Well, we did it. Rockstar Factory has been pitched and passed inspection and now we all move on to new teams. It turned out a lot better than I ever thought it could, especially last week when it looked like we had so little. I’m really proud of my team for all the work they put in this week to make it all come together today.
Have a look for yourself at how things looked by final pitch:
Pretty cool how it all came together–and they even managed to make it code in real time, thus different solutions can solve the same problem as long as the end result is right.
Afterward, we did our traditional postmortem, listing all the good and bad things that happened throughout the process of development on our game. Here’s the image of the white board we worked on:
We summed things up into six main takeaways: 1. More solid design (meaning more detailed design in the beginning to get working faster and better). 2. Scope!!! (Keep it in scope). 3. Better visualizations of the design to guide everybody’s work. 4. Team programming. 5. Communication. 6. Don’t do everything yourself (goes with the previous one).
This was a great experience for me. I can’t wait to go into one last prototype and see what my next team and I can cook up.
Work on our debugging game has come a long, long way and we’re making the final sprint for the final pitches on Thursday. We had a dry run of the pitches today and it went pretty well for us, but there’s a lot of work we need to put into this before Thursday to really get it ready.
I’ve been really proud of our team. Over the past week, we’ve really come together and found our groove to start cranking things out.
Specner had the awesome idea to make the rockstars in our game just be our professors. Have a look at them below!
There’s still a lot of work to be done, but I’m confident we’ll have a good showing on Thursday.
For the past couple weeks, I’ve been making a lot of flow charts. Like, a LOT of flow charts. Here’s four:
Our game, Rockstar Factory, is coming on rather slowly, admittedly, but we’ve made some progress. These flow charts represent the different “functions” the player will edit in the game. They’re the “code” that will be broken and the player will need to fix in order to produce proper guitars. We have a playable first level, but we need to make these flow charts playable. Hopefully, everything comes together. It’s been tough because our artist’s wife just had a baby and one of our engineers isn’t here today, but I’m still confident in our team to pull things together by the time we have to pitch next week.
Today we got a new team and a new assignment. This time, we’re supposed to make a serious game using Unity. Like last time, I am the only producer with three engineers and two artists (one of whom is a technical artist).
The idea we came up with that we all seem pretty excited about and dedicated to is a game that teaches non-programmer high school students the concepts of debugging a program. To do that, players will help a band who’s instruments are coming from the factory totally messed up. Players will look at the instructions the factory is using for the instruments, find where it’s not working, and fix it so that the factory starts making awesome instruments for the awesome band.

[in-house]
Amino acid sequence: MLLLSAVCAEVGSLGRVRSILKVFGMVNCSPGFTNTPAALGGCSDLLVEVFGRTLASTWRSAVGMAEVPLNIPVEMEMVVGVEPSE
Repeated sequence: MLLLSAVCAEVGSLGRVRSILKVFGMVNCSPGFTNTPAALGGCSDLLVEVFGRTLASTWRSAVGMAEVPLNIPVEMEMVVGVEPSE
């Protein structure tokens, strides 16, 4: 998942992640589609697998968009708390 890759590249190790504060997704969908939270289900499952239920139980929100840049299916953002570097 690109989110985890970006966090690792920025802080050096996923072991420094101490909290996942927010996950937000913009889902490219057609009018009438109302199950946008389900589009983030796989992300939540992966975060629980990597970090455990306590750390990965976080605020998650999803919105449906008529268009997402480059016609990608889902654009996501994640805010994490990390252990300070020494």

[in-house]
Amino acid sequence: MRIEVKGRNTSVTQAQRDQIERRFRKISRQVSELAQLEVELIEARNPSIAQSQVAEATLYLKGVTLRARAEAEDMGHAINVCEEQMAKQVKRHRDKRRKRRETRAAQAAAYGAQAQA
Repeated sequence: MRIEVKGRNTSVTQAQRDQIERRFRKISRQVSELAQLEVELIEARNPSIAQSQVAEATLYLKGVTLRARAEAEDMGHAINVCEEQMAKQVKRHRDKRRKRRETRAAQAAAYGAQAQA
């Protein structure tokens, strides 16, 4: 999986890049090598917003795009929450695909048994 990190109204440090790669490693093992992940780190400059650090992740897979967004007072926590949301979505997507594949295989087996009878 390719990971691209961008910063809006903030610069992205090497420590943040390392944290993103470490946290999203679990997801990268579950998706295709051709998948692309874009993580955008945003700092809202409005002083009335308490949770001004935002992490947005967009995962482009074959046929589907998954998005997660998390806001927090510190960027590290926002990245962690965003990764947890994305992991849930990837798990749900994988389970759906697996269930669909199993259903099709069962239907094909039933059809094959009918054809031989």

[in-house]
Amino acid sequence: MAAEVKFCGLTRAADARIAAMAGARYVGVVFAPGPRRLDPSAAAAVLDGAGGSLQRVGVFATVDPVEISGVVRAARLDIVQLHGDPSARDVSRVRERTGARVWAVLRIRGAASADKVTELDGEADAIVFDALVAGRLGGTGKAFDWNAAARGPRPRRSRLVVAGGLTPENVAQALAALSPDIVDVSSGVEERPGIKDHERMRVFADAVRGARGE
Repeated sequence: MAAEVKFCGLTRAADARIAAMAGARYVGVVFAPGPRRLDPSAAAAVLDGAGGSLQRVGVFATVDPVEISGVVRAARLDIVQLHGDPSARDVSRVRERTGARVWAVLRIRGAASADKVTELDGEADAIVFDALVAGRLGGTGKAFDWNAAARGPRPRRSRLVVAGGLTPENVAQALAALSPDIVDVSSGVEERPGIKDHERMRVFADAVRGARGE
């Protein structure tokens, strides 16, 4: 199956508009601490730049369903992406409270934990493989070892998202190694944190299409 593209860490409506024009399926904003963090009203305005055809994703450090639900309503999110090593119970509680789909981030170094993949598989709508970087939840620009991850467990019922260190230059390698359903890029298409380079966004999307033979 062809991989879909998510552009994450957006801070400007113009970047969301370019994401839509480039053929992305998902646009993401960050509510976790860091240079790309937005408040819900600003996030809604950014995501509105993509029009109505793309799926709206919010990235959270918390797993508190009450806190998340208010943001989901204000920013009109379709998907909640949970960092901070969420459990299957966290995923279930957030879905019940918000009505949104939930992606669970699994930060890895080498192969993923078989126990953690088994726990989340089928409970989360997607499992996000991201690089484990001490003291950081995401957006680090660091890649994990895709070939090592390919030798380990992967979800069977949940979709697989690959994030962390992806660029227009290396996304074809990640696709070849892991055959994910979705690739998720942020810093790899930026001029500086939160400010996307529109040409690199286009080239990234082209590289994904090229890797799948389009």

This is actually the strongest concept coming out of the gate yet for me, I think. I feel like everyone is behind this one even more than my first two prototypes and as long as we stay flexible and work hard we should have a pretty solid prototype come four weeks.
One reason for this success is definitely the design box session we had. Roger taught us today how the design box works, writing the technology, audience, aesthetics, and problem/mechanic then pitching only ideas that satisfy all those restraints. It went really well in our team for it being our first time trying it out. Here’s the results:
It definitely helped us to understand we were targeting high school students and we knew we wanted to appeal equally to boys and girls, especially since coding is still so male-dominant and we don’t want to reinforce that. It also helped us a lot to figure out how we wanted the user to feel–challenged, but empowered and smart when they succeed, included, accepted, and smart. I think if we can just keep this work we did on the design box in mind (part of my job as the producer, for sure), it’ll guide us to a much better game than we would have had otherwise.
Well, Entropy is done! For now! We did our final pitch today. Here’s a for-some-reason-terrible-quality video of gameplay from the final (for now) product:
And here’s a look at the beautiful team that made it:
After our pitch, we did a postmortem where we talked about everything that went well and everything we could’ve done better. Here’s our timeline of events (in practically unreadable handwriting–mine):
The main points we came out with to improve our next prototypes were the following:
-Stay on task in meetings–don’t just turn every meeting into a brainstorming design session.
-Don’t be afraid to give feedback and ask for changes–even if they don’t all get done, they’ll help improve the game as everyone communicates more.
-Constant communication between all departments is key.
-Make sure you play to your team’s strengths, and make sure everyone always has something to do that they know how to do.
Overall, I really enjoyed this project and this team was really easy to work with. I think we made a great game together. The reason I kept saying it was done “for now” was because I hope to keep working with some of the team to change a few things and put it up for people to play somewhere. I’d love to share this game around to my family. We’ll see what we can do.